Springfield, MO

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2019 Most Influential Women: Carrie Richardson

Leadership Springfield

Posted online

Acknowledging the past year has been the most challenging of her career, Carrie Richardson says it also has been the most rewarding.

Starting in July 2018 as executive director of Leadership Springfield, Richardson was tasked with leading a newly independent organization that had spent three decades as an affiliate program of the Springfield Area Chamber of Commerce. With her leadership, the organization launched Access Class, designed to provide a community crash course for individuals in leadership new to the community or looking to expand professional connections.

Access Class is in addition to the organization’s existing Signature Class, Leadership Springfield Academy and Principals of Leadership programs.

“This class has real impact with individuals as well as increasing community leadership retention impact moving forward,” Richardson says of Access Class, which she led from concept to creation and implementation.

While noting her new role has required a delicate balance and intentional journey every day, she takes particular satisfaction in seeing other employees flourish.

“Being in leadership often puts me in a unique position to know someone’s goals and be able to help them achieve those,” she says. “There’s little else in life that makes me so proud as seeing someone I’ve poured my energy into succeed.”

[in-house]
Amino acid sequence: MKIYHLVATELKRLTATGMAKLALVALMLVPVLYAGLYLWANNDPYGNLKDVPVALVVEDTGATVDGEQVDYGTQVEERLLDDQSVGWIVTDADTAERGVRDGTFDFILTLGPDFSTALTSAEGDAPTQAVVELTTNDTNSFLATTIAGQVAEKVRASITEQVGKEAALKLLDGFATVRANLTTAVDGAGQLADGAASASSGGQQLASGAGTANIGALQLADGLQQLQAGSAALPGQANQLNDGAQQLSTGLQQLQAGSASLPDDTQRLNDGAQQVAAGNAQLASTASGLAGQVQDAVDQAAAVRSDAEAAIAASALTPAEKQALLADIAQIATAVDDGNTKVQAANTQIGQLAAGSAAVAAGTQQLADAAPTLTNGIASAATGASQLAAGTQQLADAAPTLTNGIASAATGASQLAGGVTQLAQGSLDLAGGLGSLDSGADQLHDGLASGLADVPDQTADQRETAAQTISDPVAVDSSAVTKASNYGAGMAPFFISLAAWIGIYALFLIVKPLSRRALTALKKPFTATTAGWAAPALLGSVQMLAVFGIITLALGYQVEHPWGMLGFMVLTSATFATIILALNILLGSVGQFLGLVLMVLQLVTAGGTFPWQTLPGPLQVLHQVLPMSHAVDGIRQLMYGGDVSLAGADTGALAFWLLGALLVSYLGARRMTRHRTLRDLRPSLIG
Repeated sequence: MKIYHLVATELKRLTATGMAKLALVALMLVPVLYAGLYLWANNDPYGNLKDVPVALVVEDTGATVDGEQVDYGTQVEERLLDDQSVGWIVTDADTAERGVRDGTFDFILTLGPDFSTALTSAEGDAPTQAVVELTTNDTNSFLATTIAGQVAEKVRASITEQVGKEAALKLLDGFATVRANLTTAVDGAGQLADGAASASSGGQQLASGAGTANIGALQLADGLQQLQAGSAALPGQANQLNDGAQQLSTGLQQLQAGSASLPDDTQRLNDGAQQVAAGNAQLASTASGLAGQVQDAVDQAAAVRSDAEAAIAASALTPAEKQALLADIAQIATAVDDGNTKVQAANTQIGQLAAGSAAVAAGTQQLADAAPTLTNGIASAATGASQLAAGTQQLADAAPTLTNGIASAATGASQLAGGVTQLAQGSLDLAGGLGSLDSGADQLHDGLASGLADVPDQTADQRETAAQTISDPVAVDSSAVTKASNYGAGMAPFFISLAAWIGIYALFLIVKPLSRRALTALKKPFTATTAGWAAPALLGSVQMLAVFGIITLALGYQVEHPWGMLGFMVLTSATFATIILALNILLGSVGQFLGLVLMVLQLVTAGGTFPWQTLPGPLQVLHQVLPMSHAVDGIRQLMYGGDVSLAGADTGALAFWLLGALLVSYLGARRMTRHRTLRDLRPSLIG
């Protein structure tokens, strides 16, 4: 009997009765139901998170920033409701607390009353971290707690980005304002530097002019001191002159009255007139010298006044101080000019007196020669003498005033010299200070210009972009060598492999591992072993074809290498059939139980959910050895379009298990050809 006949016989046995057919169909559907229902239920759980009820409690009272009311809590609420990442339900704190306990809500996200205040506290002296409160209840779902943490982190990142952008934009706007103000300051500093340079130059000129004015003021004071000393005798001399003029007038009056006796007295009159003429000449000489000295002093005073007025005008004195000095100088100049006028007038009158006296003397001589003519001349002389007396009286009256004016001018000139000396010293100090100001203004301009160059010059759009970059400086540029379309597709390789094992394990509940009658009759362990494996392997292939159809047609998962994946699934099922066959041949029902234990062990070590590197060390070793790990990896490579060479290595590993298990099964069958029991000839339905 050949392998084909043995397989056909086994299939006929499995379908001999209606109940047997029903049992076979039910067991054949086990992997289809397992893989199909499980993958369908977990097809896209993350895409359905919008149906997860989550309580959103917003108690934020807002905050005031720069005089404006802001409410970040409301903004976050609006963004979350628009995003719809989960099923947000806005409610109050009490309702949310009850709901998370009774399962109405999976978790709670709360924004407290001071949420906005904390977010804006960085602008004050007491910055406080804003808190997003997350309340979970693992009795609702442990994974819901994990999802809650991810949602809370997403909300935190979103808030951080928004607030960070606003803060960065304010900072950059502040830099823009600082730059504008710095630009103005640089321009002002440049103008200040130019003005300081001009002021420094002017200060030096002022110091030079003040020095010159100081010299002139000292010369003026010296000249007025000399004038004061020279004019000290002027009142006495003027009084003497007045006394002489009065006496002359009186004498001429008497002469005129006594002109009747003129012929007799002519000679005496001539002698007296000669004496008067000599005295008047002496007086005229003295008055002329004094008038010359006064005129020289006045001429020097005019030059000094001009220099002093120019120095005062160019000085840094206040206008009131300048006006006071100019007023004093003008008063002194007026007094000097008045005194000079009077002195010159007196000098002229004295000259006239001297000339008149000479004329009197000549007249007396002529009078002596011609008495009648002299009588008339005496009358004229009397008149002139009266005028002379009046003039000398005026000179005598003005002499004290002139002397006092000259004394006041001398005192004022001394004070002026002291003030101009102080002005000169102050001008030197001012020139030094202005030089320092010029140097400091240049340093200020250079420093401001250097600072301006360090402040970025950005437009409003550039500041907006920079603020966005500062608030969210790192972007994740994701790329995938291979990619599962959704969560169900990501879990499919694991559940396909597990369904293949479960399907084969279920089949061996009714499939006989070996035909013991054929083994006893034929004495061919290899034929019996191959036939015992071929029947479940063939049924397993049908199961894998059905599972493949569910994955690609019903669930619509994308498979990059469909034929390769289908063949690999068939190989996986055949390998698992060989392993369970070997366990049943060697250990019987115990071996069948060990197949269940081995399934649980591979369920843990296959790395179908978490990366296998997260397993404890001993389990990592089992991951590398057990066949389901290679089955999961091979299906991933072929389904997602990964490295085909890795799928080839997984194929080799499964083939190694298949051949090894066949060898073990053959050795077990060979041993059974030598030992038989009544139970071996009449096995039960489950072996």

One of those she’s influenced is Bernadette Losh, chief clinic officer at Ozarks Community Hospital, where Richardson worked as chief operating officer 2007-18.

“Our leadership team leaned on her in times of crisis and stress, and she never wavered,” Losh says of Richardson. “Her ethos is important to her, and she doesn’t let anything compromise that.”

Heading up an organization with more than 2,000 alumni, Richardson says she brings qualities of being both detail oriented and strategically minded to connect dots between resources, people, places and opportunities.

“I led the organization through great transition a year ago so that we were in a position to meet community needs, scale and grow programs,” she says of the community leadership programs. “Our mission has to be living, and I ask myself this question every day: How can I inspire, develop and connect local leaders to serve our community?”

Her influence extends beyond the workplace as Richardson has served since 2011 on an advisory council for the Greene County Children’s Division and Greene County, Missouri Alliance for Drug Endangered Children. She’s also volunteered with Community Partnership of the Ozarks, serving as a past chairwoman of the planning committee for Hope Connection, an annual homeless outreach event.

“The biggest impact we can make in our community is one interaction at a time, one day at a time,” she says. “I approach every day as an opportunity to live out the mission of my organization and to do that in an ethical and honest way.”


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